Gia shares some of the findings from IBM about how the inclusion of links to contributions in internal systems changed the dynamics in the use of expertise profiles:
“Seekers are always searching for an expert in something. They love extensive profiling systems, because it enables them to locate people who they think are experts in a particular topic. Once they locate them, they email, instant message, or call that person for assistance.
Contributors hate filling out profiling systems. Why? Because it means yet another email, IM, or phone call, asking for their expertise. And if they are a true expert, their collaborative plate is already overflowing. They ask, “What’s in it for me? What benefit do I get from completing an extensive profile? All I see is just more people wanting my already-spoken-for time and energy.”
The result? The real experts never fill out their profiles, never keep them updated.
What we’ve found at IBM (Note: there is no definitive research supporting the following, only anecdotal evidence):
After almost 10 years of from-the-executives, repetitive, consistent pressure, only 60% of all IBM profiles are kept updated. (Note that Lotus Connections Profiles is the productized version of IBM BluePages, which has been around since 1998.) And that’s even with an automated email sent out every 3 months to remind people to update their profiles, plus a visual progress bar indicating how complete or incomplete a user’s profile is, plus people’s first-line managers constantly reminding them to update their profile.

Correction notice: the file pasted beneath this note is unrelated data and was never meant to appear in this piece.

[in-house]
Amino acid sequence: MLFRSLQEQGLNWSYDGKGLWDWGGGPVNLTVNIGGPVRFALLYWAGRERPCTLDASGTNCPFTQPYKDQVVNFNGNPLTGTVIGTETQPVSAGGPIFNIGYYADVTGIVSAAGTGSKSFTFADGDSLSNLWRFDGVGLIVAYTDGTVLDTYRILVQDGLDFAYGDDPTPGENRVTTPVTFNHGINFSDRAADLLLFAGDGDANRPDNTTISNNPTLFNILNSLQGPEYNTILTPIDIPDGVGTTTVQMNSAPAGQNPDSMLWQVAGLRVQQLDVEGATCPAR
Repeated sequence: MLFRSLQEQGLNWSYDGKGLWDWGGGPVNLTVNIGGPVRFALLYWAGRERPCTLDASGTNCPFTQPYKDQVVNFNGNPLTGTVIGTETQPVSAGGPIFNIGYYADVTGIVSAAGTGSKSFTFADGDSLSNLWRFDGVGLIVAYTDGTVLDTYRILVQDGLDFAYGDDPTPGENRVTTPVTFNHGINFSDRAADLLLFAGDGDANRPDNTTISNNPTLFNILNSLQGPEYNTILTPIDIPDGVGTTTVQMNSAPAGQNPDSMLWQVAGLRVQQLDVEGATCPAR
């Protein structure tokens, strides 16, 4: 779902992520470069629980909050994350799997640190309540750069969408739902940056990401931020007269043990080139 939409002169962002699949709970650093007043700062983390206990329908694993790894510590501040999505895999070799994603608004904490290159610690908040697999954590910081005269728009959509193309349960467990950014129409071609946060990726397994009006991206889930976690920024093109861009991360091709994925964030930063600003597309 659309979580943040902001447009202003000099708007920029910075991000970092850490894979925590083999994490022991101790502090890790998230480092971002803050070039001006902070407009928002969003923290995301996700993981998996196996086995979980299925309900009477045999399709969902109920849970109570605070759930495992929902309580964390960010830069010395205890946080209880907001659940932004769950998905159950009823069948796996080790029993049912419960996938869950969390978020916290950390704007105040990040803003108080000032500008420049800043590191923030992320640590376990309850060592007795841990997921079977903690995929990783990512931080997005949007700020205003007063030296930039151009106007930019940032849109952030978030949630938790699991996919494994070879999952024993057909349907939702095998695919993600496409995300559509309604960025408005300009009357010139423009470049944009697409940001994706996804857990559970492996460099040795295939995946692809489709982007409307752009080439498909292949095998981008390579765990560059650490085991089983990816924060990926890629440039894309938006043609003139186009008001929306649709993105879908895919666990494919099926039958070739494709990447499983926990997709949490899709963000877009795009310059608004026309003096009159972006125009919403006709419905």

This top-down-only approach doesn’t cut it. A bottom-up (or, bottoms-up, if you’re drinking), grassroots approach must accompany it in order to achieve success.
Once we gave Contributors the choice about how to share their knowledge and experience, we found that they were more likely to contribute using these social options, since they realized that the result would be fewer emails, IMs and phone calls asking for their basic expertise.
“Read my blog.”… “Check out my bookmarks.”… “Look at my activity templates.”… “Read my community forum.”
… became the new ‘RTFM‘, if you will.
Now, once Seekers find an expert via Profiles, they are able to consume some of their knowledge and expertise without disrupting them. The nature of the remaining email/IM/phone requests from Seekers were about their deeper experience, their knowledge that will always remain tacit.
In effect, Contributors sharing their more ‘basic’ expertise online enabled Seekers to accelerate whatever collaboration they further required from Contributors.“
1. Note the key dynamic – the pre-externalized knowledge in “the system” becomes the first port of call for a ‘seeker,’ not the expert themselves.
2. In a recent consulting engagement, I recommended against deploying an expertise profile system for a number of reasons – including the small size of the organization. However, in alignment with Gia’s point, I said that expertise could be discover by using search to find “pre-externalized” knowledge in particular systems.